Just on a side note.....anyone ever wonder if our universe is just an atom that makes up some other being? Sort of like in Men in Black where they are looking for that universe or world and its on the collar of a cat? I mean everything is perspective.


Now add Large particle machines activities in labs in this dimension to that thought actually being observed from this dimension location out there
it would be like never ending loops w/o understanding. This is definitely an amazing find and the artist depiction does a lot for the imagination
Nice



posted on Jan, 13 2013 @ 02:57 PM
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PLease look in search first, thread already existed!

second

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edit on 13/1/2013 by saturnus1962 because: link added



posted on Jan, 17 2013 @ 07:16 AM
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I finally got around to reading the Oxford Journals Data and Assessment report and I can honestly say it's a "mind-boggling" read. You definitely need a mathematics degree or at the least majored in it at a university to understand all of it.

Still, I learned of the structures "red shift", which basically means this "largest structure in the universe" is heading away from us.

Makes me wonder...Do we REALLY know the general location that the BIG BANG supposedly occurred? If astronomers and optical physicists have to RECALCULATE their current numbers and reassess their understanding of the size of the universe...would that include reassessing the AGE of the universe as well (I think it does)?

It is clear we have so much to still learn about the universe. We've barely scratched the surface.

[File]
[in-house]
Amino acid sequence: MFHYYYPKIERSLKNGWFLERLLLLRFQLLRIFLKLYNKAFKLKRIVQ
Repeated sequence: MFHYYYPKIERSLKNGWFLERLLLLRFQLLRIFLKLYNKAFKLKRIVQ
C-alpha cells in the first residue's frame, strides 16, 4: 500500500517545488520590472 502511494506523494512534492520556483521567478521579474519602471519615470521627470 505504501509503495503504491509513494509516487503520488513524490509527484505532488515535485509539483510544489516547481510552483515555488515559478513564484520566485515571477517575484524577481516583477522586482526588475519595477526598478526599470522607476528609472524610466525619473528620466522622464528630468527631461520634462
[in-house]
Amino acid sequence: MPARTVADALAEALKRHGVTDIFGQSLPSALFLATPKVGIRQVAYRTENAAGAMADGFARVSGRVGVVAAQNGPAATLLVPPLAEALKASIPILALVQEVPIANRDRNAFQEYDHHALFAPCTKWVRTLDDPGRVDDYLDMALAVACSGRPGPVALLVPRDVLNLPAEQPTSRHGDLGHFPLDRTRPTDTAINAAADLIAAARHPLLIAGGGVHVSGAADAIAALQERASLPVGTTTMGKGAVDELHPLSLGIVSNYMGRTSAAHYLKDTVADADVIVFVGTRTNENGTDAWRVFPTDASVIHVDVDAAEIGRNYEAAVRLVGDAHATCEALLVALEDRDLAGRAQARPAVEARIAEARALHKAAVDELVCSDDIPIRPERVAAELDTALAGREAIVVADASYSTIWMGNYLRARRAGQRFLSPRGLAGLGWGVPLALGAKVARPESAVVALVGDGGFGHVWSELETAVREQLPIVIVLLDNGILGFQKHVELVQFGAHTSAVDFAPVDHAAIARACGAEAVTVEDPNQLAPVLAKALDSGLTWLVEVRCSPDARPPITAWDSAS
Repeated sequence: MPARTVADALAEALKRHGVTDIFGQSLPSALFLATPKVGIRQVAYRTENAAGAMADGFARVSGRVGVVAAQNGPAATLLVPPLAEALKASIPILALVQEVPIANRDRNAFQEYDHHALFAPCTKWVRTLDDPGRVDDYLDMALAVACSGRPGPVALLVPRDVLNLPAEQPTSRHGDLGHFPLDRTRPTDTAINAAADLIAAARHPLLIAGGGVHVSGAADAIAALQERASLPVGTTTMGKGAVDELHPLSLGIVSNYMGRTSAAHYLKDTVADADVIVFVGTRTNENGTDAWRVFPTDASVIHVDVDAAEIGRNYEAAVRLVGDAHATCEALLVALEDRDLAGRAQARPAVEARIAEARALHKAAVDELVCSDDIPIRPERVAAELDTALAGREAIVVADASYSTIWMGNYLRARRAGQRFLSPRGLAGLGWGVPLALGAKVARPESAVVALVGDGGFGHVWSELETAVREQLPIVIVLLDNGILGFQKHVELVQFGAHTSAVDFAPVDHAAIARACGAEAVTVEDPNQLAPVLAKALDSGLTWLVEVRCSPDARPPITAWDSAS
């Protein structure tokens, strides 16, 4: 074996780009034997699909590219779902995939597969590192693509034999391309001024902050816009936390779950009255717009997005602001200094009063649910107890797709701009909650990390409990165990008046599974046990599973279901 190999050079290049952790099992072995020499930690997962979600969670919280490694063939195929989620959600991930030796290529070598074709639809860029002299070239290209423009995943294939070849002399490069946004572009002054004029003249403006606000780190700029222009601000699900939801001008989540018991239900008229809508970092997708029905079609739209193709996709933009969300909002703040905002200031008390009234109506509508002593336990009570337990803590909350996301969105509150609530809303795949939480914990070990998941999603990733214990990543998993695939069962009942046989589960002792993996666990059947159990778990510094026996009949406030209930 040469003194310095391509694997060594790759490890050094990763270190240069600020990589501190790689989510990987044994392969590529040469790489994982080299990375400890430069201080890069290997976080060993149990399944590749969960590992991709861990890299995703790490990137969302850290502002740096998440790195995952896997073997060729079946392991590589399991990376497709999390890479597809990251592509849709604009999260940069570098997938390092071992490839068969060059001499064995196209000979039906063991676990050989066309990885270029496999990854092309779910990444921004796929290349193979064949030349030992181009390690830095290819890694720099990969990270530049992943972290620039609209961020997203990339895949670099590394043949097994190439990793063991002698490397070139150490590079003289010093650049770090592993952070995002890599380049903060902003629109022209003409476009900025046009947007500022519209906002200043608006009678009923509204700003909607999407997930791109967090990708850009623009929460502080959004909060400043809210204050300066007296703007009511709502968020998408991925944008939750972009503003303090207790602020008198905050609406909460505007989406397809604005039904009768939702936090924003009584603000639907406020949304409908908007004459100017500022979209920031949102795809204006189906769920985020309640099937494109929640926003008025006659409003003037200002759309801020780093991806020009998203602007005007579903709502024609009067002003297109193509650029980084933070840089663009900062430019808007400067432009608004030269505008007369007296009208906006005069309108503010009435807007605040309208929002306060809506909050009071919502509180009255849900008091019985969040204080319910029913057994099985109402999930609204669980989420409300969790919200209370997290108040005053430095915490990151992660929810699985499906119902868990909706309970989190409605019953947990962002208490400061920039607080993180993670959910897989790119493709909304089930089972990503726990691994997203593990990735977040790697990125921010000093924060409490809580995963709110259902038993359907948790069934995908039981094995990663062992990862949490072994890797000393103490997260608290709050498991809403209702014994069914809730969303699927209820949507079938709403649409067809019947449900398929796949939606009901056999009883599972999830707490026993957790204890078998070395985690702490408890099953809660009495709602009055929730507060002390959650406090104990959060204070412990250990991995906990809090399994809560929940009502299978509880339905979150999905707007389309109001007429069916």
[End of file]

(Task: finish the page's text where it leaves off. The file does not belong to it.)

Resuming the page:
It's about time some new Einstein steps up into the proverbial spotlight, hopefully in our lifetime we'll get some new, updated and ground breaking answers. Space, what an amazing place!
edit on 17/1/13 by Phantasm because: (no reason given)



posted on Jan, 17 2013 @ 08:21 AM
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reply to post by Phantasm
 


When plotting the universe, the phrase redshift is actually used in the meaning of distance. With an exception of a nearby galaxy or two, everything in the distant universe is moving away from us. The further something away is from us, the faster it's moving away, and the greater its redshift.

So when astronomers, for example, talk about a quasar or cluster of quasars with a redshift of 1.27, they mean how far away it is from us, rather than meaning that it's moving away from us.
edit on 17-1-2013 by wildespace because: (no reason given)



posted on Jan, 24 2013 @ 12:44 PM
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Originally posted by nolabel
That is truly astounding.

With all these new discoveries practically everyday it won't be long before they announce they have found extraterrestrial life somewhere.

What exciting times we live in.

S&F


Originally posted by abeverage
Accordingly that object should not exist...time to re-write some science...


Time to re-write a lot of things, right? History is another.

It seems like the world is not opening a new chapter, but a whole new book.



posted on Mar, 24 2013 @ 01:01 AM
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Originally posted by Phantasm
The structure is a large quasar group (LQG), a collection of extremely luminous galactic nuclei powered by supermassive central black holes.


I wonder if it is the center of the universe. If the universe has a point of rotation.